As concerns the leadership of the Commission within the EU system, there was a consensus among the interviewees that the internal reforms are beneficial for the Commission’s leadership in inter-institutional relations. Three main arguments have been offered. First, interviewees stated that the frequent contacts between the First Vice-President or the Vice-Presidents and the EP confer greater political weight to the Commission’s positions, as they are able to present a topic from a more holistic perspective than Commissioners, who, in the past, often focussed on technical messages from their portfolio perspective. It was emphasised that the political rather than more technical language used today better corresponds to the MEP’s expectations. Furthermore, interviewees mentioned the more active SG role in the EP’s committees. Interviewees stated that while the SG used to have rather a note-taking role, the SG now often presents the Commission’s position in its function as chef de file, or monitors whether the line DG’s communication fits with the priorities of the Commission President. A final argument was that the coordination in project teams has led to a trend towards proposing legislative packages, covering items of several policy areas, making it difficult for the EP to unpack the package. It was argued that the EP struggles sometimes with the Commission’s package approach, because it obliges rapporteurs of different committees, and often, from different political parties, to write a common draft report, a practise to which they are not yet used to.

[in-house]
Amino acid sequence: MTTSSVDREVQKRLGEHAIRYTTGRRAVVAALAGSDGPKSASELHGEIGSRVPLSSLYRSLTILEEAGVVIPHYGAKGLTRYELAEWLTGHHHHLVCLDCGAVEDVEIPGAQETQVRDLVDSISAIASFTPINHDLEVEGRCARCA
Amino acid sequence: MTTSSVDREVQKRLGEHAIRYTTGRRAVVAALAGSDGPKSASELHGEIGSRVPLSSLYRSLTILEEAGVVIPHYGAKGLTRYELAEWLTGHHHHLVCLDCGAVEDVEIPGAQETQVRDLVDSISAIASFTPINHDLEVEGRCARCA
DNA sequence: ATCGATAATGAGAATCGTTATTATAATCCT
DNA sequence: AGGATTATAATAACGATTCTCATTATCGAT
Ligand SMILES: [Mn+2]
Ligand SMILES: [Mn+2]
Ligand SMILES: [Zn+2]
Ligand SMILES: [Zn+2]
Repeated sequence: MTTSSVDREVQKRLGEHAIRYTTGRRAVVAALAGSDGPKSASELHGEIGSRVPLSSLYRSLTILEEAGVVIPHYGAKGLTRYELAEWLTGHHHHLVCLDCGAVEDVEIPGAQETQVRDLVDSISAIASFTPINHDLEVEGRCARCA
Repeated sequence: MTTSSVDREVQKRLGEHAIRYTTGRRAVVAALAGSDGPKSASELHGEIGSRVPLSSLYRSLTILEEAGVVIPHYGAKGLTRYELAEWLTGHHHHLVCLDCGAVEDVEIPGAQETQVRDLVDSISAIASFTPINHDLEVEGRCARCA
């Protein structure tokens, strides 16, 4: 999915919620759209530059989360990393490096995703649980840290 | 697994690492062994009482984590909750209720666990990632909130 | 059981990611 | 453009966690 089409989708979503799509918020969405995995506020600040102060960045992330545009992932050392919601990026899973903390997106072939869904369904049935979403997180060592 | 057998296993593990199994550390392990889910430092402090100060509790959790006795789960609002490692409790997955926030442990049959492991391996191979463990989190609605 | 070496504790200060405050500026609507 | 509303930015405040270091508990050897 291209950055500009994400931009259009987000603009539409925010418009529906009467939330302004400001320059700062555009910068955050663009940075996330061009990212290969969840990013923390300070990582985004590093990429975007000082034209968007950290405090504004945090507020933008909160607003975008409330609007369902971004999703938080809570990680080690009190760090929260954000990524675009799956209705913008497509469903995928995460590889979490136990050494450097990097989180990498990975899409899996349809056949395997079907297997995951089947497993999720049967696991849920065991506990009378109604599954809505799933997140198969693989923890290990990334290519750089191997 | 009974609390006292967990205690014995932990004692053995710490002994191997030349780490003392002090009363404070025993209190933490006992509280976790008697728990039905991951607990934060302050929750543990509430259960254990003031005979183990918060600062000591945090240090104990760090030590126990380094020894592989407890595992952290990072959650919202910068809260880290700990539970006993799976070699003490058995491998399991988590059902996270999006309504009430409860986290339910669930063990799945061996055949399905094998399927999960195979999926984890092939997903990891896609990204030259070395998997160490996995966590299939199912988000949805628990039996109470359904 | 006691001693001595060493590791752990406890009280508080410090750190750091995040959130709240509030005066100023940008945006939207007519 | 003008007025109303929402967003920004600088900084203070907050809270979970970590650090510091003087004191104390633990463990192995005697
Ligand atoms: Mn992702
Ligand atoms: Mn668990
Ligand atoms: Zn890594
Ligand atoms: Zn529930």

In addition to the organisational reforms, a broad majority of the interviewees stressed that Juncker’s leadership vis-à-vis the member states had benefited from the new appointment process. The cooperation between Juncker, the then EP-President Martin Schulz and the Chairmen of EPP and S&D have been characterized as close as in a coalition government, thus increasing the common negotiation power of Commission and EP towards the member states. Interviewees stressed that the strong coordination with the EP contributed to the Commission’s courage to start initiatives which the Barroso Commission would not have dared to launch, such as for instance some features of the banking union which were against German interests. As an additional factor strengthening the main EP’s parties support for Juncker, interviewees mentioned the increased number of anti-European parliamentarians since the last election, making a grand coalition between EPP and S&D more important than ever.
These findings contest the accounts which describe a decline in the Commission’s leadership capacity, and which emphasize a trend towards a ‘new intergovernmentalism’ (Bickerton et al., 2015). The evidence from the interviews rather suggests that Juncker has in fact further cemented the presidentialization of the Commission, and has successfully improved the Commission’s political leadership capacity in the dialogue with Council and EP. These findings resonate with previous accounts which challenge the ‘new intergovernmentalist’ view of a Commission in decline (Nugent and Rhinard, 2016; Peterson 2015, p. 207).
Bickerton, C. J., Hodson, D. and Puetter, U. (eds) (2015) The New Intergovernmentalism (Oxford: Oxford University Press).
European Commission (2014) ‘Communication from the President to the Commission, The Working Methods of the European Commission 2014-2019’, C(2014)9004, 11 November.
Nugent, N. and Rhinard, M. (2016) ‘Is the European Commission Really in Decline?’ Journal of Common Market Studies, Vol. 54, No. 5, pp. 1199-1215.
Peterson, J. (2015) ‘The Commission and the New Intergovernmentalism: Calm within the Storm’. In Bickerton, C. J. et al. (eds) The New Intergovernmentalism (Oxford: Oxford University Press), 185-207.